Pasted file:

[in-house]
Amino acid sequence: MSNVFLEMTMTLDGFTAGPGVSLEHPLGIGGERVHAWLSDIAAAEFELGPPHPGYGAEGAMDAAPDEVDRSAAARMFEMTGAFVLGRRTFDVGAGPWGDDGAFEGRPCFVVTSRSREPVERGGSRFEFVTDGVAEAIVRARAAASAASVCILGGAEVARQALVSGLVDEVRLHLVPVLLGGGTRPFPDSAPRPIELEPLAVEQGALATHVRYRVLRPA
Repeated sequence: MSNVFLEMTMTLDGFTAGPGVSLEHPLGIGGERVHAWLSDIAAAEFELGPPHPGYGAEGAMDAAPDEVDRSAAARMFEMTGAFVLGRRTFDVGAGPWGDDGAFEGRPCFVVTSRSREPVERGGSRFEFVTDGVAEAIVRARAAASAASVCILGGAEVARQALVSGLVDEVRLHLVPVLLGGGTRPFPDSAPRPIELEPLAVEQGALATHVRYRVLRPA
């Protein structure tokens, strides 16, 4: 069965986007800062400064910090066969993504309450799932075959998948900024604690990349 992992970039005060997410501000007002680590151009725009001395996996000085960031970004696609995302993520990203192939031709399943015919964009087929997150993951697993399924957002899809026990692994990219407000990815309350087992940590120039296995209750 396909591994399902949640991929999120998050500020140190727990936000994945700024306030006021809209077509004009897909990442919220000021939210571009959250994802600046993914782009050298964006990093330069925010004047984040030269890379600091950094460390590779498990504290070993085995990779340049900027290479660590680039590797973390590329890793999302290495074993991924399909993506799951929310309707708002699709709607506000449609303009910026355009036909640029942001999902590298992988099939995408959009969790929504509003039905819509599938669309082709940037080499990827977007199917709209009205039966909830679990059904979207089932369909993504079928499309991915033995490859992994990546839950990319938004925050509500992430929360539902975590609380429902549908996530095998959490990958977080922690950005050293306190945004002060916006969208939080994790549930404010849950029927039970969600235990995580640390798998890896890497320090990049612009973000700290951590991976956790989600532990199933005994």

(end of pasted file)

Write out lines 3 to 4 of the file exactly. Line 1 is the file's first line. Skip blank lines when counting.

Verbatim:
Repeated sequence: MSNVFLEMTMTLDGFTAGPGVSLEHPLGIGGERVHAWLSDIAAAEFELGPPHPGYGAEGAMDAAPDEVDRSAAARMFEMTGAFVLGRRTFDVGAGPWGDDGAFEGRPCFVVTSRSREPVERGGSRFEFVTDGVAEAIVRARAAASAASVCILGGAEVARQALVSGLVDEVRLHLVPVLLGGGTRPFPDSAPRPIELEPLAVEQGALATHVRYRVLRPA
């Protein structure tokens, strides 16, 4: 069965986007800062400064910090066969993504309450799932075959998948900024604690990349 992992970039005060997410501000007002680590151009725009001395996996000085960031970004696609995302993520990203192939031709399943015919964009087929997150993951697993399924957002899809026990692994990219407000990815309350087992940590120039296995209750 396909591994399902949640991929999120998050500020140190727990936000994945700024306030006021809209077509004009897909990442919220000021939210571009959250994802600046993914782009050298964006990093330069925010004047984040030269890379600091950094460390590779498990504290070993085995990779340049900027290479660590680039590797973390590329890793999302290495074993991924399909993506799951929310309707708002699709709607506000449609303009910026355009036909640029942001999902590298992988099939995408959009969790929504509003039905819509599938669309082709940037080499990827977007199917709209009205039966909830679990059904979207089932369909993504079928499309991915033995490859992994990546839950990319938004925050509500992430929360539902975590609380429902549908996530095998959490990958977080922690950005050293306190945004002060916006969208939080994790549930404010849950029927039970969600235990995580640390798998890896890497320090990049612009973000700290951590991976956790989600532990199933005994």